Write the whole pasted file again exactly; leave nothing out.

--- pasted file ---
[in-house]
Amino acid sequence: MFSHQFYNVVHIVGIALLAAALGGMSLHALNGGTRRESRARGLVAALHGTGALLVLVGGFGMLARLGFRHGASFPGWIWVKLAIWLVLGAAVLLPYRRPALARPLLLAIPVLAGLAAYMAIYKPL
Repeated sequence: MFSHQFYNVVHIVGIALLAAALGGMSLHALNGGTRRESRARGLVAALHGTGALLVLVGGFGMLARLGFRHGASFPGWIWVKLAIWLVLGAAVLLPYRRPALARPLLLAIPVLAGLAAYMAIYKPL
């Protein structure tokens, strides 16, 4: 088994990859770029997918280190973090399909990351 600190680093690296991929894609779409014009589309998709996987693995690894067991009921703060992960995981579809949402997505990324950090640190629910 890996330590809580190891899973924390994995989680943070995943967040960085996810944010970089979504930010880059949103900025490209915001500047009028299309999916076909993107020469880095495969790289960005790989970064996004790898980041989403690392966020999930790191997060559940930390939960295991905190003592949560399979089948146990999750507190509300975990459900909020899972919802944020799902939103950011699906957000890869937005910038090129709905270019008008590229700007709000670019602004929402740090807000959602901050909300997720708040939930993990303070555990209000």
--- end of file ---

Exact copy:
[in-house]
Amino acid sequence: MFSHQFYNVVHIVGIALLAAALGGMSLHALNGGTRRESRARGLVAALHGTGALLVLVGGFGMLARLGFRHGASFPGWIWVKLAIWLVLGAAVLLPYRRPALARPLLLAIPVLAGLAAYMAIYKPL
Repeated sequence: MFSHQFYNVVHIVGIALLAAALGGMSLHALNGGTRRESRARGLVAALHGTGALLVLVGGFGMLARLGFRHGASFPGWIWVKLAIWLVLGAAVLLPYRRPALARPLLLAIPVLAGLAAYMAIYKPL
């Protein structure tokens, strides 16, 4: 088994990859770029997918280190973090399909990351 600190680093690296991929894609779409014009589309998709996987693995690894067991009921703060992960995981579809949402997505990324950090640190629910 890996330590809580190891899973924390994995989680943070995943967040960085996810944010970089979504930010880059949103900025490209915001500047009028299309999916076909993107020469880095495969790289960005790989970064996004790898980041989403690392966020999930790191997060559940930390939960295991905190003592949560399979089948146990999750507190509300975990459900909020899972919802944020799902939103950011699906957000890869937005910038090129709905270019008008590229700007709000670019602004929402740090807000959602901050909300997720708040939930993990303070555990209000």